Geoengineering is seen by some as a quick and easy way out of global warming, and by others as dangerous, unpredictable and just another excuse not to cut carbon emissions. But what actually is it? Well, there is no generally accepted definition, but anything that can be classed as a large-scale scheme to manipulate the effects of global warming would probably fit the bill. There are a variety of ways this manipulation can be done, however most methods can be split into two categories: solar radiation management and greenhouse gas remediation. In other words, reducing the amount of sunlight reaching the Earth, or soaking up greenhouse gasses from the atmosphere.
The first category includes techniques intended to increase the albedo (or reflectivity) of the Earth, for example sending billions of aluminised reflective balloons into the atmosphere, or positioning a giant mirror in space that would act as a sunshade between the Sun and the Earth. One of the most noteworthy of these types of proposals is one that aims to inject up to two metric tons of sulphuric aerosols into the atmosphere, which would then act as condensation nuclei and influence the micro-physical and optical properties of clouds. This is the idea of Dutch Professor Paul Crutzen, who won the Nobel Prize for Chemistry in 1995 when he and his colleagues discovered the cause of the hole in the ozone layer. Mount Pinatubo has already shown that this method would succeed in reducing the average global temperature; after it’s eruption in 1991, sunlight reaching the Earth was reduced by 10% and temperatures decreased by 0.5°C over the globe, staying at their new level for 3 years on average. However, ozone destruction also increased substantially and the average precipitation worldwide dropped significantly in the 16 months following the eruption.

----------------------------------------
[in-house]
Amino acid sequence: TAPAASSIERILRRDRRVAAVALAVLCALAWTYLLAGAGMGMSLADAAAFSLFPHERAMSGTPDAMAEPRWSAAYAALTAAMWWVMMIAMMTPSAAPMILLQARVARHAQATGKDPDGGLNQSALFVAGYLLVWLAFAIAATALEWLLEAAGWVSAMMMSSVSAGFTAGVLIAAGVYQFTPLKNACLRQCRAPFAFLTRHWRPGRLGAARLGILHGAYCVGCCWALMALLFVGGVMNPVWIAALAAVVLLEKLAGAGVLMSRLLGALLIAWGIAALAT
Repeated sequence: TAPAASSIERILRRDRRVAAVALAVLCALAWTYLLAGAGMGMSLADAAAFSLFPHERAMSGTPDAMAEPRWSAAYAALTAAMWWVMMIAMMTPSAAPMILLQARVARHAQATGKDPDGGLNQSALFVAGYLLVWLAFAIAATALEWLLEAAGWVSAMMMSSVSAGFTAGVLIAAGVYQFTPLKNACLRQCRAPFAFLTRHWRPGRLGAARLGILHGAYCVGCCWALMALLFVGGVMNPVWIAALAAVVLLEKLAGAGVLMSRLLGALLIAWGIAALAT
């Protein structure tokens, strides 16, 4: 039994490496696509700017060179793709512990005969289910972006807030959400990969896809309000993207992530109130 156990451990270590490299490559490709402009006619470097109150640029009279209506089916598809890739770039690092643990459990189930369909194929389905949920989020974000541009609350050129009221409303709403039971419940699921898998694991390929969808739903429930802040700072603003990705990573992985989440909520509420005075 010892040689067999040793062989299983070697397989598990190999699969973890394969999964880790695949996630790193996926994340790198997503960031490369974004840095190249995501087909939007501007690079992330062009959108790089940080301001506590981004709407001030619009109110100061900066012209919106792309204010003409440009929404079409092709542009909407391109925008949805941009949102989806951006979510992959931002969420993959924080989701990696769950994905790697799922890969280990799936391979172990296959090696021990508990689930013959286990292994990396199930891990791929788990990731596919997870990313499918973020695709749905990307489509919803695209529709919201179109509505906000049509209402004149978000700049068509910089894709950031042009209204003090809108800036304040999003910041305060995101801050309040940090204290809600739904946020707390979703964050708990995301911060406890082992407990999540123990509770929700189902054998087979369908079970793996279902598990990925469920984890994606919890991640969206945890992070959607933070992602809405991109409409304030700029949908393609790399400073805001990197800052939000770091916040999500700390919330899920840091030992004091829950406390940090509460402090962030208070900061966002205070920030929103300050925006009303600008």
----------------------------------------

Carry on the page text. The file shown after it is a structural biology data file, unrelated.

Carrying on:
The second major type of geoengineering method involves enhancing natural “carbon sinks”. Fertilising the oceans with iron to stimulate phytoplankton growth falls into this category, as does reforestation. These processes aim to attack the rising levels of greenhouse gases, and hopefully lock them away for years to come.
There are plenty of advantages to geoengineering. For instance, a lot of the methods that decrease the amount of sunlight hitting the earth would be very cheap to implement – it would be possible to create a new ice age for around 0.01% of the USA’s gross domestic product by decreasing global temperatures. Also, the changes resulting from applying geoengineering methods would appear much more quickly than any changes arising from cutting emissions, suggesting that it may be a good way to buy the Earth some time while we wait to see the results of emissions cuts.
Criticisms are also easy to come up with. It has been argued that these techniques will only put off the inevitable, and while doing so risk making politicians and others complacent about emissions cuts. What’s more, little detailed research has been done into some of these methods, so there may be unintended consequences that we know nothing about at present. For example, reducing solar input could result in lowering crop yields, which could cause famine.
In an ideal world, to combat global warming we would cut emissions by the 60-80% needed to stabilise the concentration of CO2 in the atmosphere. However, from 2001 to 2002 emissions actually increased by 2% and this trend doesn’t look set to change much in the near future. Soon, some geoengineering methods may become necessary to stop drastic climate heating before it’s too late.